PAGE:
Late last night my fiancee was awoken by a pain in his lower right quadrant. He got up thinking he needed to use the restroom and the pain shifted to the lower right side of his back. The pain became more intense over the next 45 minutes. He stated the pain was dull but intense, and was an 8 on a 1-10 pain scale. He has hx of kidney stones in 2009 on the same side, but states it is not the same pain. Also, he does not have any blood in his urine that is visible to the naked eye. We were just getting ready to leave to go to the ER when the pain suddenly subsided, and dropped to a 1 on pain scale. He said at that point it was still a dull pain that throbbed apporx every 10 seconds, and would occasionally spike to a 3 on the pain scale. The pain was referring towards his penis after the intensity declined. I have suggested he go to have this checked out, but would like to see if anyone has an indication as to what may be causing this? He is 34 yrs old and in great health, is not overweight, and exercises daily. It is not a muscle pain. Any information would be greatly appreciated. thanks!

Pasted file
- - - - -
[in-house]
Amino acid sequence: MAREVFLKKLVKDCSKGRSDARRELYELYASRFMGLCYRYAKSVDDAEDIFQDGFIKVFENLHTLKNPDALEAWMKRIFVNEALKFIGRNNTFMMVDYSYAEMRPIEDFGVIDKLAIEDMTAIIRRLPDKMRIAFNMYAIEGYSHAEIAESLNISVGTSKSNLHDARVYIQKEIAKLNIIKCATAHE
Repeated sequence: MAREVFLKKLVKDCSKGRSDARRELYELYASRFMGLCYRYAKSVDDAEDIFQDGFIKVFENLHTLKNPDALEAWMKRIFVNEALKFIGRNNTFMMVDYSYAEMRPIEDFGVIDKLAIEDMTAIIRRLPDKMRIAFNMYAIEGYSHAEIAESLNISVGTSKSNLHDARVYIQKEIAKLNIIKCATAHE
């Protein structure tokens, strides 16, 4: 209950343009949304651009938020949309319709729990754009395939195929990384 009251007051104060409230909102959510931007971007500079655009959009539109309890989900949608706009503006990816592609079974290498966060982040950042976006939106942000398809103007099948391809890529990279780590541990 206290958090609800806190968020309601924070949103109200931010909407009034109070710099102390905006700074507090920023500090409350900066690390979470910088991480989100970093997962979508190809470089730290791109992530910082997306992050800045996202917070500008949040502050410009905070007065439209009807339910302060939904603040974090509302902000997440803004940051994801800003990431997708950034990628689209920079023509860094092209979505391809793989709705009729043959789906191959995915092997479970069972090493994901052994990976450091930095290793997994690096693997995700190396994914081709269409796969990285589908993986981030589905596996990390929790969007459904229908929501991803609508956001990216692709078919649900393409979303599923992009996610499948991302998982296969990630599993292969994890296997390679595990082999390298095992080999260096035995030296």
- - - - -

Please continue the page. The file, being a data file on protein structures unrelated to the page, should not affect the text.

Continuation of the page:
Sounds like he must have had another kidney stone attack. If it dropped that quickly then he must have passed it or it dropped into his bladder. I have passed many and have keep a prescription of toradol incase I pass another. It gets expensive running to the ER for a shot of toradol when I can have the pill form and pass the sucker at home. I would still see a Urologist to make sure he knows what the stones are made of and to make sure its not too big that it wont pass. Large stones can cause damage to the kidneys. I would imagine that the pain can very depending on the size of the stones. Hope he is doing better. If he is still in pain, have him drink some lemon juice with a bit of olive oil in it. I hear this helps the stone slide down easier. ??? Oh, and toradol is not to be taken more than like 5 days at a time. It can be harsh on the stomach but sure is nice to have on hand when needed temporarily and should be taken with food. Ask any General practitioner doctor about it.